Monday, December 11, 2017

Seers and time-travelers

I've discussed this before, but I'd like to use a different illustration to make the same point. A common objection to the argument from prophecy is that Bible prophecies are said to be too vague. In general, they don't have a name, date, and address. 

But predicting the future poses something of a paradox. It's necessary to strike a balance between to much specificity and too little.

A seer is like a time-traveler who takes a trip into the future, then returns to his own time. He literally meets himself coming and going. 

But he doesn't simply come full circle. He returns with additional information. That's potentially disruptive, because he now knows what he will do before he does it. Yet foreknowledge of his own decisions now threatens to affect the decision-making process. He will make decisions about the future knowing how things turned out. But that advance knowledge is likely to influence his decision-making, resulting in different decisions than if he hadn't witnessed the future. Knowing the future carries the risk of changing the future. 

That's a familiar conundrum in time-travel stories. If you see the future, you act in light of the future you saw, which may in turn change it. Your intrusion replaces the future you initially saw with an alternate future. 

That's why prophecies are, by design, more clearly seen in retrospect. Once fulfilled, it's too late to willfully or inadvertantly frustrate the prediction. 

One safeguard is multiple prophecies. It won't be clear in advance how these synchronize. And so it won't be possible to disrupt the predicted outcome. How they're coordinated can't be discerned ahead of time. But once they converge, the predicted outcome is recognizable, after the fact. 


  1. For those who are interested, we have links to a lot of our posts on Biblical prophecy in the topical indexes linked under our banner graphic above. I put together the one titled Triablogue Topical Index several years ago, and I occasionally add more posts to it. I just added this thread to it, and you can access a lot of Steve's other material on related subjects on the prophecy page there.

  2. Indeed. It's the fine line between the almost cliche distinction between foretelling and forthtelling and highlinghts the difference between the two purposes of prophecy.

    To be clear, all prophecy is foretelling the future. Sometimes it's a contingent future, sometimes it's an absolute future.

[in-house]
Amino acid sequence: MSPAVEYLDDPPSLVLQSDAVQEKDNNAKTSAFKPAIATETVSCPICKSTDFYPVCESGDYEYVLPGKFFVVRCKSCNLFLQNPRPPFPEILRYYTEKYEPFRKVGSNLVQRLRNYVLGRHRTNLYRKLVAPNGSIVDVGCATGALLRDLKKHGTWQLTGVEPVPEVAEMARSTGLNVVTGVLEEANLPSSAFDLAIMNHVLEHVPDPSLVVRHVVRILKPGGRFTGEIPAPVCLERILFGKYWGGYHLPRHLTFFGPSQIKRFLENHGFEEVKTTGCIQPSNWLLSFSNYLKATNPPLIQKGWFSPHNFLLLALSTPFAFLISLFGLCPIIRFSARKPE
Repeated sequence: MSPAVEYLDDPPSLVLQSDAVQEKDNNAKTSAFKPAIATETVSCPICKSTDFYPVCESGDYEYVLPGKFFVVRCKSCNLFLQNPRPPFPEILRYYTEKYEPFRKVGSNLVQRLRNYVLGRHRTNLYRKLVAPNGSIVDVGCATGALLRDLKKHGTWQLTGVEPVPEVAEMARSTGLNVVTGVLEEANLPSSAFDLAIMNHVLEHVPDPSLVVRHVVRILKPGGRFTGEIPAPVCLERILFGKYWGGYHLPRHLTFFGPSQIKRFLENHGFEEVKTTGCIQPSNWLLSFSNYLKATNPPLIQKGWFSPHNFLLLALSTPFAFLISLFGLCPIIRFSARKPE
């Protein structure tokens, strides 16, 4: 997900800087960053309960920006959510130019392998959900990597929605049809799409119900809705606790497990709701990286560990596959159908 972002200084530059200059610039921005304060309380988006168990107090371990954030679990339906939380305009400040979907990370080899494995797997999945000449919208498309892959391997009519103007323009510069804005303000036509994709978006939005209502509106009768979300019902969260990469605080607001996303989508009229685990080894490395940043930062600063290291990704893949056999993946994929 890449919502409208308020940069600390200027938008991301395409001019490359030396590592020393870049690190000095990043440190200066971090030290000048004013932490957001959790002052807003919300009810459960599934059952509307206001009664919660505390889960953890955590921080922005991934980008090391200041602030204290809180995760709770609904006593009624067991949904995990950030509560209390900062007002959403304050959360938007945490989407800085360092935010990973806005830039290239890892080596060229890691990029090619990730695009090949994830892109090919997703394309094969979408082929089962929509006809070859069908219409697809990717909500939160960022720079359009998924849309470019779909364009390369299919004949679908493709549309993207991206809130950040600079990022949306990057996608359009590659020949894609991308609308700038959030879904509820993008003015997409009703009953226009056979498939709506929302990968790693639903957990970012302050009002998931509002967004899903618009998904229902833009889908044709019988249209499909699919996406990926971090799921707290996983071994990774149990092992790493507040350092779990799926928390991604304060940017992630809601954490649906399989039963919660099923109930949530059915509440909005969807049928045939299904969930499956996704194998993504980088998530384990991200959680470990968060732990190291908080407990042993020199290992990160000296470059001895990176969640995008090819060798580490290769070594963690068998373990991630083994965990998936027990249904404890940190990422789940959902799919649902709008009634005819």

Contingent futures are given as certain in order to persuade people to change their minds. A presentation of the Gospel is like this. If you don't repent you will go to hell. If you repent, and trust Christ with all perseverance, then you will be with him in eternity. These are certain possible futures contingent on a decision that is contingent on a calling of the elect that we have no knowledge of. Jonah was to carry this message to Nineveh, and we are often dismayed that he only told part of the prophecy. Nevertheless, the part he told was enough. God did as much with Moses when he threatened to destroy the Israelites and then relented upon Moses' pleading. Did God know that he ultimately wouldn't destroy the Israelites? Sure. What he told Moses was sufficient to get Moses to plead with God in the way he did. God was building his leader for the task ahead. Was God being disingenuous? No. Moses knew God was omniscient, although he had to be reminded of it from time to time.

    [Parenthetically, contingent prophecies are what false prophets throughout time, and even today, have typically employed in seeking to influence people's decisions by claiming to bear some divine fiat: "God says that you better do this..." with an implicit or explicit "or else." This is why God provided a test for prophets.]

    Absolute future: It's perhaps a misnomer to call one of these categories an "absolute" future, since both are really absolute, but I use it to refer to the teleology rather than the ontology of the prophecy. Prophets of the true God have foretold the future for the purpose of marking his revelation. Knowing this future can't change it. Herod tried and failed. The Pharisees tried and only ended up accomplishing God's purposes and fulfilling Messianic prophecies through Christ's atoning sacrifice. In retrospect, the prophecies were known but not understood. Looking back on the fulfillment with understanding, the prophets were validated. Christ validated both the canon of the OT as well as the NT through the fulfillment of prophecy.